The United States Olympic basketball team parlayed a 27-point outing from Dwyane Wade and 20 points from Kobe Bryant into a 118-107 victory over the Spain, giving the United States its first gold medal in men's basketball since the 2000 Sydney Games. But if the goal of the exercise -- the underlying mission of the Redeem Team -- was to prove that the United States is still the basketball hegemon, Operation Redeem Team was a crashing failure.
Make no mistake, the United States won gold fair and square. But the margin of victory belied the closeness of the game. Spain proved itself capable of making comebacks on the U.S. Though Spain was young, it demonstrated that it could hang with the finest team the NBA could assemble when both teams were playing balls out. Rudy Fernandez, Marc Gasol and Juan Carlos Navarro proved that they could match their best with the NBA elite's best. That's not to ignore Ricky Rubio, who had 6 points and 6 rebounds at age 17, or Pau Gasol, whom we know to be a superstar.
Spain is extremely talented. Give that fivesome four years to hone their games at the highest levels, and they'll be a formidable outfit. Spain put the United States on notice.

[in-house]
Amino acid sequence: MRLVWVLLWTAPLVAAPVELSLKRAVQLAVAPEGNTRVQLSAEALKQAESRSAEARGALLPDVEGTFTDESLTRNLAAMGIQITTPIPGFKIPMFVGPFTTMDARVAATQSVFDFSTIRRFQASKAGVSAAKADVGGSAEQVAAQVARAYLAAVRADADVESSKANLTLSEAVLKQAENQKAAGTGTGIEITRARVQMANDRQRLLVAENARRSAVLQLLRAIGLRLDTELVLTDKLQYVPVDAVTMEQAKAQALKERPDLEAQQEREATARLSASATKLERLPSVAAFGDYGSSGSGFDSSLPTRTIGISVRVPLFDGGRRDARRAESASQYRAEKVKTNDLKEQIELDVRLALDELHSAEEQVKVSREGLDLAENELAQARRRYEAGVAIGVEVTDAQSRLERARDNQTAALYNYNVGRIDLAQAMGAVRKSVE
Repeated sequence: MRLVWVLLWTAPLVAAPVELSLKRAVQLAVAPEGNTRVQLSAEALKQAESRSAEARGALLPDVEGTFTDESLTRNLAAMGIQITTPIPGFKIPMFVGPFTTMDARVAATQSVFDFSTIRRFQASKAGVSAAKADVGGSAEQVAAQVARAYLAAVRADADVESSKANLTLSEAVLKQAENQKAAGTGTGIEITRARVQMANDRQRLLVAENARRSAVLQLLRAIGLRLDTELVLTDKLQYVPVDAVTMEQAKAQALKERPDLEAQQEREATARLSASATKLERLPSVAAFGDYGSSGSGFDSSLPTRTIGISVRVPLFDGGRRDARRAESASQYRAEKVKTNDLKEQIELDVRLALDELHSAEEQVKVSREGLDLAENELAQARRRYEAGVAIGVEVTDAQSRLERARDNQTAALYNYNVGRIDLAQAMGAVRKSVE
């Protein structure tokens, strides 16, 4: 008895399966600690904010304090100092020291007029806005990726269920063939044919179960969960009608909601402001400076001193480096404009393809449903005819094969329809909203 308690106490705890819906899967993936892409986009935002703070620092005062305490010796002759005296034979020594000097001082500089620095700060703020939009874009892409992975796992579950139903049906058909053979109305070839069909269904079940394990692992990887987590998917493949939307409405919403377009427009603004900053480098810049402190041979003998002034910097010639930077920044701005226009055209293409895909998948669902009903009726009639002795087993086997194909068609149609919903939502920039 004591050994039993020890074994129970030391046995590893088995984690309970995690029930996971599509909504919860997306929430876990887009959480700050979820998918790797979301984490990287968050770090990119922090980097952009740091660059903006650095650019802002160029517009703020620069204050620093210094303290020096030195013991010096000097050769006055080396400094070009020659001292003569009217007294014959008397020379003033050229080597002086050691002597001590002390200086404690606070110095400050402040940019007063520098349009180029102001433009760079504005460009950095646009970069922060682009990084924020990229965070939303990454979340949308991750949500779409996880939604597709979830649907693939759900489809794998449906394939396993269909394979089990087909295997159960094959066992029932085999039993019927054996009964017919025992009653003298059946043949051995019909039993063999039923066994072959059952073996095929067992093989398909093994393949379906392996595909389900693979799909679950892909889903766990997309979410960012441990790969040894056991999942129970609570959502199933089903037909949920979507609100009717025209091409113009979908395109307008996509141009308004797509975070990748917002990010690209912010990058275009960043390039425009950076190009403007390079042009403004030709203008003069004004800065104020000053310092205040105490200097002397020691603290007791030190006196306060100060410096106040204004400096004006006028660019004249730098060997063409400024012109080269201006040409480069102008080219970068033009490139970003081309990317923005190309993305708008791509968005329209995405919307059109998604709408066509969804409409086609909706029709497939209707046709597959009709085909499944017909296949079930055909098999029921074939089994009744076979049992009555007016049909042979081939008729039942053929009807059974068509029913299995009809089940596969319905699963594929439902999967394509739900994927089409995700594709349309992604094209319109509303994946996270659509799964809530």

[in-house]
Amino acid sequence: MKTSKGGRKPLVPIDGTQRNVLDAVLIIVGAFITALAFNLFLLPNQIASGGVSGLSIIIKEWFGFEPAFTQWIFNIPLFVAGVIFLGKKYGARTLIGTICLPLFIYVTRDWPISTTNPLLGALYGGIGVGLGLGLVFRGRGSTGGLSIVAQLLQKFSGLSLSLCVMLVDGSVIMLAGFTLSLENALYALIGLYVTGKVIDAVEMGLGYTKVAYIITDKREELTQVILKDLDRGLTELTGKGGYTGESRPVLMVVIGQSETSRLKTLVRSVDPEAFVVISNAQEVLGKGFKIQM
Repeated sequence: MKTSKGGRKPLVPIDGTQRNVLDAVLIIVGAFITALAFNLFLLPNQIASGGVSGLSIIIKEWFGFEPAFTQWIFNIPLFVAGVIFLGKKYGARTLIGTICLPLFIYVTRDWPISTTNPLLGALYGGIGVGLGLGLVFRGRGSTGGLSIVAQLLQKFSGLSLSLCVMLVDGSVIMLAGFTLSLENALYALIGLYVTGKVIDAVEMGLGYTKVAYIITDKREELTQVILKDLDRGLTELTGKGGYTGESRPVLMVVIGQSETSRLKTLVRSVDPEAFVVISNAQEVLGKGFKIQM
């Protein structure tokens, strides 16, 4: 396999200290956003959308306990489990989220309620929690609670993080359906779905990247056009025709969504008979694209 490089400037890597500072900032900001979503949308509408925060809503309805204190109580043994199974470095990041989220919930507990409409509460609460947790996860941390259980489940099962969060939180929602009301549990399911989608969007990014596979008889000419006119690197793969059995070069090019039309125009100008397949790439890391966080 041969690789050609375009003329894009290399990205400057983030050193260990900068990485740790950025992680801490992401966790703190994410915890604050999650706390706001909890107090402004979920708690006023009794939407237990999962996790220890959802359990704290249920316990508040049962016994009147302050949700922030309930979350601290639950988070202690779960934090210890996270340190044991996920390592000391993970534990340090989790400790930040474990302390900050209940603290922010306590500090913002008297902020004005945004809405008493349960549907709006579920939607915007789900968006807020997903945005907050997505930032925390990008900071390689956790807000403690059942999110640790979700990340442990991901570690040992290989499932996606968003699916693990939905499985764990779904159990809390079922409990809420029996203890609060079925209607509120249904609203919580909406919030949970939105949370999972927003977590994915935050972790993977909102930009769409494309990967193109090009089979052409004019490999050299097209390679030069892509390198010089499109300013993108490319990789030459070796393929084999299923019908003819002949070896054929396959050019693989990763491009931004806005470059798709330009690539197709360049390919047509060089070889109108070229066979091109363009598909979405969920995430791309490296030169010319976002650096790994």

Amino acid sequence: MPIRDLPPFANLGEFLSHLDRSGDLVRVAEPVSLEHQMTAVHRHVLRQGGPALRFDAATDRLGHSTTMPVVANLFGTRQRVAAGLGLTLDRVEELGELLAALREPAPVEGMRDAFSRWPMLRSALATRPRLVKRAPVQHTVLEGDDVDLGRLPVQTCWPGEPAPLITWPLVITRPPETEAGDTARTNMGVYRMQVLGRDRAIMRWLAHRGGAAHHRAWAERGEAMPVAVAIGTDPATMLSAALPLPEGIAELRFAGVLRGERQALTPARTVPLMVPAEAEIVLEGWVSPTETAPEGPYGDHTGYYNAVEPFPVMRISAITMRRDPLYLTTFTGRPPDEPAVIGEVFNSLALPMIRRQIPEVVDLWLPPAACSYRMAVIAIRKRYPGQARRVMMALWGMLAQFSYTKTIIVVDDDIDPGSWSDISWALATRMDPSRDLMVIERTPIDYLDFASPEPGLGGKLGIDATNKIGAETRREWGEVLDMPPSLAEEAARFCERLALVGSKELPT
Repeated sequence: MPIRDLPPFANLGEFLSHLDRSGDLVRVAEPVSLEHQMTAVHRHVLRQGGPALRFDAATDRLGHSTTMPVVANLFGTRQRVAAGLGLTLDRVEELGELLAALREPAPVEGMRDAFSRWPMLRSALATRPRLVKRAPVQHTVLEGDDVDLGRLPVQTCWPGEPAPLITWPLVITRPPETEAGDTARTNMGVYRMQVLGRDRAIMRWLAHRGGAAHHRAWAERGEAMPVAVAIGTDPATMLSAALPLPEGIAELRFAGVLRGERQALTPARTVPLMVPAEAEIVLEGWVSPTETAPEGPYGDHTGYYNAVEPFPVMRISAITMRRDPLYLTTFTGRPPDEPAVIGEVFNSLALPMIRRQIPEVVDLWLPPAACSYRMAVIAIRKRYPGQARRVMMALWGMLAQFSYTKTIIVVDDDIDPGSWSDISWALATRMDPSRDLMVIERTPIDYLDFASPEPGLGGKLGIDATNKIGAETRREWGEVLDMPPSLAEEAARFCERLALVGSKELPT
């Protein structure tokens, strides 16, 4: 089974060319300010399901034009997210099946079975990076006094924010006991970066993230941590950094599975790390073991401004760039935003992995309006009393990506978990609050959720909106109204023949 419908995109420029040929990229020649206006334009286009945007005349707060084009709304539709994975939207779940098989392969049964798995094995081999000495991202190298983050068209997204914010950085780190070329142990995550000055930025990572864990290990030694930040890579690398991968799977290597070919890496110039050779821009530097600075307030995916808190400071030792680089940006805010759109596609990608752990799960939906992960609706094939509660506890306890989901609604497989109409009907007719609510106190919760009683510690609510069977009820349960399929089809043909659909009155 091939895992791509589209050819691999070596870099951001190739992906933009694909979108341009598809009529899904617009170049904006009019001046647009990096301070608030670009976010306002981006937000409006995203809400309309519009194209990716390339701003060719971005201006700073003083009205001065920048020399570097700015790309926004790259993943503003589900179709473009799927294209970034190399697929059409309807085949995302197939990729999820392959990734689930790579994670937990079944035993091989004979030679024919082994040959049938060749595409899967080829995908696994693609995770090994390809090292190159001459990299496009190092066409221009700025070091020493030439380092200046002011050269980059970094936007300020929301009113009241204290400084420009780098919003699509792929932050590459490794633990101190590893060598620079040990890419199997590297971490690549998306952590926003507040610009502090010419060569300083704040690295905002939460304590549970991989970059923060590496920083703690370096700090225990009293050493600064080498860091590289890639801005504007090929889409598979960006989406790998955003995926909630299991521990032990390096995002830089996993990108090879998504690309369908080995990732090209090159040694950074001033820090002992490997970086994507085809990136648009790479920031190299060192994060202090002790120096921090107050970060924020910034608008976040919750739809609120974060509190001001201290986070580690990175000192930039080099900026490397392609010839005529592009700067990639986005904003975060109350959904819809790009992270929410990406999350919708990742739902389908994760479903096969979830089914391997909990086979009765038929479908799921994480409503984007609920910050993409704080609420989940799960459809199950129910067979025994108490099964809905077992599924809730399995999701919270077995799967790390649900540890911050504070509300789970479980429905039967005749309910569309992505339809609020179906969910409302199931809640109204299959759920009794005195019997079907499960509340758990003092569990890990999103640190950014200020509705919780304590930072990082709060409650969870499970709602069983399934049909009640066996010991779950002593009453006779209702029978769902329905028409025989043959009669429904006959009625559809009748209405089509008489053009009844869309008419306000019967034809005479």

That was heartfelt emotion on the part of the U.S. players at game's end. The medal was in doubt for them, too. Both teams went back and forth, throwing haymakers. Spain refused to let the U.S. put it away. But the United States prevailed because it had better depth. Coach K was able to bring guys like Deron Williams and Tayshuan Prince off his bench, guys who could dominate Spain's bench players. The United States had the luxury of All-Stars for scrubs.
It was a convincing team victory for the United States. But it needed everybody on its roster to win. In four years, facing a better Spanish team, the United States will again need a club of equal ability. The elite American players must again desire gold medals. They may even need to play better than they did this year.